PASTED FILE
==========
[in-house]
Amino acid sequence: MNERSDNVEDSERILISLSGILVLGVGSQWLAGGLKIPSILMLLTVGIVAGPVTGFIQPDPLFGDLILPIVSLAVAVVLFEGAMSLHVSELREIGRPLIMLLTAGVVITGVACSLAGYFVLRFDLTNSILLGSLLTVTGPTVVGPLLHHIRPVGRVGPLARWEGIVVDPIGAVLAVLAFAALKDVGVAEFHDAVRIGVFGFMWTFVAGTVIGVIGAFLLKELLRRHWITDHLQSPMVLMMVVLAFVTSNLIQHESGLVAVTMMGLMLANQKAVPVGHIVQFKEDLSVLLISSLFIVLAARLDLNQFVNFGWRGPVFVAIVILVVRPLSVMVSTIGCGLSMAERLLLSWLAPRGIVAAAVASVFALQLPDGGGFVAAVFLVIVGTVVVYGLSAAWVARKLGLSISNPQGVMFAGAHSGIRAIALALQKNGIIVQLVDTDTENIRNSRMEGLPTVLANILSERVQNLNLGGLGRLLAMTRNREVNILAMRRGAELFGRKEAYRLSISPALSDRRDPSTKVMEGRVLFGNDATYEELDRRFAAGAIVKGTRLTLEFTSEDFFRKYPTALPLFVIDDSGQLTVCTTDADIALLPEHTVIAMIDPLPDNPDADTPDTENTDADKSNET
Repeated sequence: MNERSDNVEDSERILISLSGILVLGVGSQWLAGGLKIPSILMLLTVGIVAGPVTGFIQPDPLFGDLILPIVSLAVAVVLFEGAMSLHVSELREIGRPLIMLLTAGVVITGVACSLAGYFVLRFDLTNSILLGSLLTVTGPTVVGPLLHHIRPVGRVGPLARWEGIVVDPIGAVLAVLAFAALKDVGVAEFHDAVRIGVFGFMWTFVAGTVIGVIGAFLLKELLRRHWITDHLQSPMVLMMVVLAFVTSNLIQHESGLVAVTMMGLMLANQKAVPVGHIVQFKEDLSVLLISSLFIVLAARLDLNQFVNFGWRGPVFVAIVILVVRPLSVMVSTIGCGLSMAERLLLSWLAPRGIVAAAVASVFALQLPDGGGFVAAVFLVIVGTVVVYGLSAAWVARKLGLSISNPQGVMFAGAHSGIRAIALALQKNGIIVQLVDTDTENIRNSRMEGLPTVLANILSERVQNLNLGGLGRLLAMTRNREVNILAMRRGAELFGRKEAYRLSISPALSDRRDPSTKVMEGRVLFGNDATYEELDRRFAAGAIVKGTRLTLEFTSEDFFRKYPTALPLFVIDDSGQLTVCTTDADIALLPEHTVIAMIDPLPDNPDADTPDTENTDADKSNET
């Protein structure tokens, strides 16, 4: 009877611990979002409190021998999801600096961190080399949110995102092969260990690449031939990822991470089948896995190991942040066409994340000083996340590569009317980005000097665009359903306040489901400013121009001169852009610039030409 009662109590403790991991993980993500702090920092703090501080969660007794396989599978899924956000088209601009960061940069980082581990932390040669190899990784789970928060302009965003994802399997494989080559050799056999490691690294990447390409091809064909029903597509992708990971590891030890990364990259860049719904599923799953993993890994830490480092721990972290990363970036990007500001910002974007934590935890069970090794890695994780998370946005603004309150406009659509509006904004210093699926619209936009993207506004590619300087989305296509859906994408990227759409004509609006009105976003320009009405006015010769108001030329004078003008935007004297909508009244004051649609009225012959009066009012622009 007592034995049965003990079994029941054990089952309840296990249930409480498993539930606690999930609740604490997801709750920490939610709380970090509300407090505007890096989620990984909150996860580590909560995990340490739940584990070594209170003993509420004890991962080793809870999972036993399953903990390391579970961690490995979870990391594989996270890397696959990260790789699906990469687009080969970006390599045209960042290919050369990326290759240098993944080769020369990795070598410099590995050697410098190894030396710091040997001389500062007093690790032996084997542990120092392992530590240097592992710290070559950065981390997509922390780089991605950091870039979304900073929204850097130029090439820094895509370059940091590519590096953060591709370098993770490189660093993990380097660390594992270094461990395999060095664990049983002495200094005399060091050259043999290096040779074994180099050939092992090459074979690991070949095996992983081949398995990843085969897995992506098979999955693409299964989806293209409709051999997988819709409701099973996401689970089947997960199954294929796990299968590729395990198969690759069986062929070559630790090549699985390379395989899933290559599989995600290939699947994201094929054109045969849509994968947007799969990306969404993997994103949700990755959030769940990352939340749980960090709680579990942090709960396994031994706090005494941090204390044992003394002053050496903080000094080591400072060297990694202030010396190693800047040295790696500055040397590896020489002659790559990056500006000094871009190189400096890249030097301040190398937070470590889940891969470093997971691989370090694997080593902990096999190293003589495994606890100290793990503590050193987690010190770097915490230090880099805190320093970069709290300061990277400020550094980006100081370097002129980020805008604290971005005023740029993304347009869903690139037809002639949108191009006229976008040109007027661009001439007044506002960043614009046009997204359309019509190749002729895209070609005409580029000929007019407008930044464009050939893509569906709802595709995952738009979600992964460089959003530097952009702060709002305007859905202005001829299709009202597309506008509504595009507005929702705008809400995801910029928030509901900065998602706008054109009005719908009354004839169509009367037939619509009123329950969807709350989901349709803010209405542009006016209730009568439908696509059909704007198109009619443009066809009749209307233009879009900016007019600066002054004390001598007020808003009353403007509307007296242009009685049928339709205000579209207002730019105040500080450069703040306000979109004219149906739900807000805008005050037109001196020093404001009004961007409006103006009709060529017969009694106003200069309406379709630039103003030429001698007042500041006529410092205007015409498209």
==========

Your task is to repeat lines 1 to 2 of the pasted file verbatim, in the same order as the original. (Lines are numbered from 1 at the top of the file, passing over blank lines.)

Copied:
[in-house]
Amino acid sequence: MNERSDNVEDSERILISLSGILVLGVGSQWLAGGLKIPSILMLLTVGIVAGPVTGFIQPDPLFGDLILPIVSLAVAVVLFEGAMSLHVSELREIGRPLIMLLTAGVVITGVACSLAGYFVLRFDLTNSILLGSLLTVTGPTVVGPLLHHIRPVGRVGPLARWEGIVVDPIGAVLAVLAFAALKDVGVAEFHDAVRIGVFGFMWTFVAGTVIGVIGAFLLKELLRRHWITDHLQSPMVLMMVVLAFVTSNLIQHESGLVAVTMMGLMLANQKAVPVGHIVQFKEDLSVLLISSLFIVLAARLDLNQFVNFGWRGPVFVAIVILVVRPLSVMVSTIGCGLSMAERLLLSWLAPRGIVAAAVASVFALQLPDGGGFVAAVFLVIVGTVVVYGLSAAWVARKLGLSISNPQGVMFAGAHSGIRAIALALQKNGIIVQLVDTDTENIRNSRMEGLPTVLANILSERVQNLNLGGLGRLLAMTRNREVNILAMRRGAELFGRKEAYRLSISPALSDRRDPSTKVMEGRVLFGNDATYEELDRRFAAGAIVKGTRLTLEFTSEDFFRKYPTALPLFVIDDSGQLTVCTTDADIALLPEHTVIAMIDPLPDNPDADTPDTENTDADKSNET